Countries across the world are currently struggling with an obesity crisis, and while the reasons behind the problem are definitely complex, there's one thing for sure that isn't helping: celebrity endorsement deals worth millions of dollars designed specifically to encourage consumers, especially young ones, to buy more junk food and soda.
Now a new study by researchers at New York University is the first to conduct a thorough nutritional analysis of the food and beverage products marketed by pop music stars, revealing a supermarket aisle's worth of big money endorsements for sugary drinks, fast food, and sweets – but only one celebrity promoting a natural food that could be viewed as healthy (pistachios, plugged by PSY).
"Because of our nation's childhood and teenage obesity public health crises, it is important to raise awareness about how companies are using celebrities popular with these audiences to market their unhealthy products," said lead researcher Marie Bragg. "Research has already shown that food advertising leads to overeating, and the food industry spends US$1.8 billion per year marketing to youth alone."
It's easy to see where some of that $1.8 billion goes when you look at the huge number of music stars inking endorsements as identified by the researchers. After going through Billboard's 'Hot 100' song charts from 2013 and 2014 to make a list today's successful acts, they then catalogued 15 years' worth of endorsements recorded between 2000 and 2014 by advertising database AdScope, which tracks ads on TV, radio, and print. The researchers also looked at YouTube and other online sources.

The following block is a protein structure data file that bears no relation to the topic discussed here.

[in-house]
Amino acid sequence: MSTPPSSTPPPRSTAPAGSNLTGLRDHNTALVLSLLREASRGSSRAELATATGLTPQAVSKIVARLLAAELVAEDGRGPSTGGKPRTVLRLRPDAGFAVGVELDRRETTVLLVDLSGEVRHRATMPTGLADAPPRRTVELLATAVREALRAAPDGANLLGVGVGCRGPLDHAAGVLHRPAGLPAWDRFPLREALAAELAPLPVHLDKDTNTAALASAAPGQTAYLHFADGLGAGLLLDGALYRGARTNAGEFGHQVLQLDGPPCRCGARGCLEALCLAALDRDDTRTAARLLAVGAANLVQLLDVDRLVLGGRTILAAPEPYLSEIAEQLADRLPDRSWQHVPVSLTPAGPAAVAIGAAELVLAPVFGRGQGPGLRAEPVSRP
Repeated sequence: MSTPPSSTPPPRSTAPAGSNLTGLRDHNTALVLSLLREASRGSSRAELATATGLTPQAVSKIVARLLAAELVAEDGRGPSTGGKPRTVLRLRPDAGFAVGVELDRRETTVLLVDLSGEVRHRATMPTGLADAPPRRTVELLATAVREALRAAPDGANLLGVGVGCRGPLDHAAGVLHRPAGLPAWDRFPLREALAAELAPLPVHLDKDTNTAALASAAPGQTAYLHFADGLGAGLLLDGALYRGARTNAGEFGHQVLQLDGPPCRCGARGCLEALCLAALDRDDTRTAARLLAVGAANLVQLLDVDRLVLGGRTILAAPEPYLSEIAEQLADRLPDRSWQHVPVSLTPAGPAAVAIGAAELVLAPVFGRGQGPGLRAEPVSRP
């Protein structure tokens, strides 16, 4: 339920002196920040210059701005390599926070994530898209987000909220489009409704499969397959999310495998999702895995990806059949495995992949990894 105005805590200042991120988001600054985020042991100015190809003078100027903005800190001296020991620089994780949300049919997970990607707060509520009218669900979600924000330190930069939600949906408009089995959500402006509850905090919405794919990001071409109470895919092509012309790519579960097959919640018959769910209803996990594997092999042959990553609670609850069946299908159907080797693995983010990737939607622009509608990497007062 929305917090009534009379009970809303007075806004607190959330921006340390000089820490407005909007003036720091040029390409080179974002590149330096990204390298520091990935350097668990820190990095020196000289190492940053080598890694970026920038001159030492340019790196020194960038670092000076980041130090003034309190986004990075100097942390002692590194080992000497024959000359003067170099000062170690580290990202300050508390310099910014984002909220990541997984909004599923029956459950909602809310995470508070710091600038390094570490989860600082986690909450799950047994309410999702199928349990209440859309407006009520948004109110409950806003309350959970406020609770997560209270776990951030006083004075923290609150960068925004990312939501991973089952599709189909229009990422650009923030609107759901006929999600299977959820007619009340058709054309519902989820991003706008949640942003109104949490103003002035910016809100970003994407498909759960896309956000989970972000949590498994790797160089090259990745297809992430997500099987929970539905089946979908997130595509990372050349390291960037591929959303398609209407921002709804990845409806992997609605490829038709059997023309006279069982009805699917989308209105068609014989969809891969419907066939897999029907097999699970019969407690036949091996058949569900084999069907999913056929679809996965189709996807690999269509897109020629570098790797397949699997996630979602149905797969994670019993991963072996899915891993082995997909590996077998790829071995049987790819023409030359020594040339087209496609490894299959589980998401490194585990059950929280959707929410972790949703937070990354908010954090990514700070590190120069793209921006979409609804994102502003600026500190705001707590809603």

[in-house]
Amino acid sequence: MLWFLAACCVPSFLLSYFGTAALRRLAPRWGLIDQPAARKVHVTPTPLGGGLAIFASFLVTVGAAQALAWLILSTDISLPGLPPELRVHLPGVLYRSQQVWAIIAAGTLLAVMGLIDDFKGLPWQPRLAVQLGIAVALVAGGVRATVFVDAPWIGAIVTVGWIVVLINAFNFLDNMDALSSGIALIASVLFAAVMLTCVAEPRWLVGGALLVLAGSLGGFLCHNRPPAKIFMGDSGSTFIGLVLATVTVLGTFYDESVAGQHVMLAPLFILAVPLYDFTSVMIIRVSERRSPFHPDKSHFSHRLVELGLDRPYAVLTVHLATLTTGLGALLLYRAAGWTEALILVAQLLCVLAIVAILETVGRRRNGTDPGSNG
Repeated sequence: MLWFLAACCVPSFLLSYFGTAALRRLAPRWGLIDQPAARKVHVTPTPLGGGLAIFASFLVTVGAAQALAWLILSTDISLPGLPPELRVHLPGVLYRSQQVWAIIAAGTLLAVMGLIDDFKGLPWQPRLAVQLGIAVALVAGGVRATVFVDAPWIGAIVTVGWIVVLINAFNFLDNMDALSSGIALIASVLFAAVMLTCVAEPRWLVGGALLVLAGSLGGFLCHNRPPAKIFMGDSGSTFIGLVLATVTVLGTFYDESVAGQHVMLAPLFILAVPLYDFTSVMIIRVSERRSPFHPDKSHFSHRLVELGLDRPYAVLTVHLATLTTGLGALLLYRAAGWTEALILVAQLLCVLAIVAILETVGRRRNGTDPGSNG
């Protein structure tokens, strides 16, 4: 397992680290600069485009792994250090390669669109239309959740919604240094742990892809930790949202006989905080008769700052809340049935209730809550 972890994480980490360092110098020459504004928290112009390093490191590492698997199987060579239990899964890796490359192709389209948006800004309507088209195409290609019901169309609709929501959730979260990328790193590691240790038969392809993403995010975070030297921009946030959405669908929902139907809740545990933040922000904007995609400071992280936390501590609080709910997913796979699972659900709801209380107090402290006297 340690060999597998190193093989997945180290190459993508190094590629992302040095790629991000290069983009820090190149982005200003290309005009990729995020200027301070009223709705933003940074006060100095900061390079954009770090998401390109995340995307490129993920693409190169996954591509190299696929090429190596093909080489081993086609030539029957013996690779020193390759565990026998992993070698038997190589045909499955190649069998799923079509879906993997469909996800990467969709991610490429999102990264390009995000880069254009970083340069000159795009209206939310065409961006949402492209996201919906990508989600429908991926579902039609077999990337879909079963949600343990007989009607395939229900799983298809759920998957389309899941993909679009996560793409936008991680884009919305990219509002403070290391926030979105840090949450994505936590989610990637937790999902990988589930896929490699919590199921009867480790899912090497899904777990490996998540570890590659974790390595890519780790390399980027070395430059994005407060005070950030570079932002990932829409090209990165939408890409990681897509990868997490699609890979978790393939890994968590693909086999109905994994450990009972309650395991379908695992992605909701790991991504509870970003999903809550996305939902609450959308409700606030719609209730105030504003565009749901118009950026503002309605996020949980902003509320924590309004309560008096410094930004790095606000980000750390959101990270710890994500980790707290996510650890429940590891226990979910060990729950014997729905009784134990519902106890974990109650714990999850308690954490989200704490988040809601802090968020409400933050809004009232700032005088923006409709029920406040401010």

What they found was 65 pop stars who had made deals with 57 different food and beverage brands. Among these, some of the most famous and lucrative deals are Beyonce's arrangement with Pepsi – estimated to be worth $50 million – and Justin Timberlake's "I'm lovin' it" contract promoting McDonalds, thought to be worth $6 million.
Timberlake was also among the pop celebrities with the most endorsements, which also included Baauer, will.i.am, Maroon 5, and Britney Spears, Pitbull, and Jessie J. But you can see more – including Chris Brown, Snoop Dogg, Shakira, Katy Perry, and more – along with the products they're signed up with, in the image below, and in the study published in Pediatrics.
Now celebs inking endorsement deals isn't necessarily a bad thing – even though some fans might think of it as selling out – but when the researchers examined the nutritional content of the foods being promoted, it became apparent there's a real problem here.
Twenty-one out of 26 food products (81 percent) the team looked at were deemed "nutrient poor" by the researchers, and 49 of the beverages endorsed (71 percent) were sugar-sweetened, with full-calorie soft drinks the most commonly endorsed drink – and water-related endorsements occurring only three times.
"These celebrity endorsement deals are often worth millions of dollars each, suggesting companies find them critical for promoting products," said Bragg.
The researchers acknowledge that their observational study wouldn't have caught every music celebrity endorsement between 2000 and 2014, nor that they've necessarily tracked exposure to the ads as fully as a larger study might do. But it's nonetheless an eye opener on the pervasiveness of pop stars plugging unhealthy foods, and the researchers hope policy changes and shifts in public perception will turn this phenomenon around.
"The popularity of music celebrities among adolescents makes them uniquely poised to serve as positive role models," said one of the researchers, Alysa N. Miller. "Celebrities should be aware that their endorsements could exacerbate society's struggle with obesity – and they should endorse healthy products instead."